UEFA Europa League stars and strikes

'Ondrej Di María', Andrej Kramarić and the second-best UEFA Europa League goal ever feature as UEFA.com sums up what has been a memorable group stage.

Dinamo Moskva were the only side to win all six group stage games
Dinamo Moskva were the only side to win all six group stage games ©Getty Images

Team: FC Dinamo Moskva
"Sixth match, sixth win," beamed Dinamo Moskva striker Kevin Kuranyi after the 1-0 matchday six success at PSV Eindhoven in Group E. "What a great way to finish a year." One of the most famous clubs in Russian football, Dinamo finessed their way through their major group stage debut, Stanislav Cherchesov's side being the only team to finish with a 100% record. "No one expected anything like this, I bet," said defender Stanislav Manolev.

Entertainers: VfL Borussia Mönchengladbach
The German outfit's Group A campaign was far from easy, but they could call on thrilling long-range weaponry whenever things got tough: 12 of their 24 goals since entering the competition in the play-offs were scored from outside the area. Typically stunning finishes included Håvard Nordtveit's screamer at FC Zürich, Granit Xhaka's bullet free-kick in the 2-2 draw at Villarreal CF and Branimir Hrgota's delicious lob on matchday six.

Erik Lamela celebrates his 'rabona' goal
Erik Lamela celebrates his 'rabona' goal©Getty Images

Goal: Erik Lamela (Tottenham Hotspur FC v Asteras Tripolis FC)
Taison's remarkable volley for FC Metalist Kharkiv against Rosenborg BK on 8 November 2012 remains the greatest goal in UEFA Europa League history – but only just; Lamela's insane 'rabona' finish at White Hart Lane runs it very close indeed. "Erik's goal was the best I have seen live or on television, without a doubt, 100%," team-mate Jan Vertonghen told UEFA.com at full time. "He will have sweet dreams tonight."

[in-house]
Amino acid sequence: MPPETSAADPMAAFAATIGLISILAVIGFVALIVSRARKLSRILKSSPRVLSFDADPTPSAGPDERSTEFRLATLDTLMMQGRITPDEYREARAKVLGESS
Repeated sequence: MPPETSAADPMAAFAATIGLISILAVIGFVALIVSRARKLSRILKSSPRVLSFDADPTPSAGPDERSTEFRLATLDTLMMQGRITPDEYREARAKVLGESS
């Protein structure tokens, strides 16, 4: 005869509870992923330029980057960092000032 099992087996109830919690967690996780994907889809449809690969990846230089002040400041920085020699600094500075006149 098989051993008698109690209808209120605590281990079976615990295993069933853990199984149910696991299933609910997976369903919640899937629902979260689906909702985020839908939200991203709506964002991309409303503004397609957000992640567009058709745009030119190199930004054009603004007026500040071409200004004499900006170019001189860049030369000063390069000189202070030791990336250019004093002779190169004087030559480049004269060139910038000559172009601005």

'Dudinho'
'Dudinho'©Ilya Tarasenko

Nickname: 'Dudinho'
"Some people started to call me 'Dudinho' because of my technical ability, but I can assure you all that I am Slovakian and not Brazilian," Legia Warszawa's Slovak sensation Ondřej Duda told UEFA.com in the midst of a campaign where his control and class fast-tracked his side towards the last 32. It is not the 19-year-old midfielder's only nickname. Legia stalwart Miroslav Radović calls his protégé 'Ondrej Di María' in honour of Manchester United FC's Ángel Di María.

Andrej Kramarić
Andrej Kramarić©Getty Images

Striking discovery: Andrej Kramarić (HNK Rijeka)
"I got so many text messages from people congratulating me, it would have taken a whole day to reply," the 23-year-old Rijeka forward said after hitting a Group G hat-trick against Feyenoord. Five group stage goals – and over 20 in the Croatian First League – ensure that the former GNK Dinamo Zagreb man, now a senior international, will be top of many big clubs' wish lists when the January sales begin.

Alan
Alan©Getty Images

This season's Soriano: Alan (FC Salzburg)
Jonatan Soriano oustripped all rivals with eight goals for Salzburg last season as they roared through the group stage with six straight wins, but this time he was shaded by Brazilian team-mate Alan, who notched eight in just five Group D outings for Adi Hütter's men. "Sometimes I score nice goals, but what's best is for them to be important – that's even nicer," said the predatory attacker.

Number: 42
Getting goals might have been a problem for Trabzonspor AŞ striker Óscar Cardozo, but he ended the campaign with a record nonetheless. A seasoned UEFA Europa League campaigner, the 1.93m-tall Paraguayan has now made 42 appearances in the rebranded competition, more than any other player.

Quick-fire treble: Claudio Keşerü (FC Steaua Bucureşti)
Another record was set on matchday one as Claudiu Keşerü registered three times between the 61st and 72nd minutes of Steaua's 6-0 win against Aalborg BK to eclipse Steven Gerrard's 13-minute treble for Liverpool FC against SSC Napoli in 2010/11. "Starting the group stage with a hat-trick is pretty unbelievable," said Keşeru, who came on as a half-time substitute with the scores at 0-0.

Longest half-time break: Just over 19 hours (Estoril Praia v PSV Eindhoven)
Estoril went in at the break 3-2 up on matchday five, yet were given rather longer than expected to plan for the second half, with a massive deluge during the interval forcing the second half to be postponed and rescheduled for the following afternoon. In the event, PSV equalised through Georginio Wijnaldum eight minutes from time.

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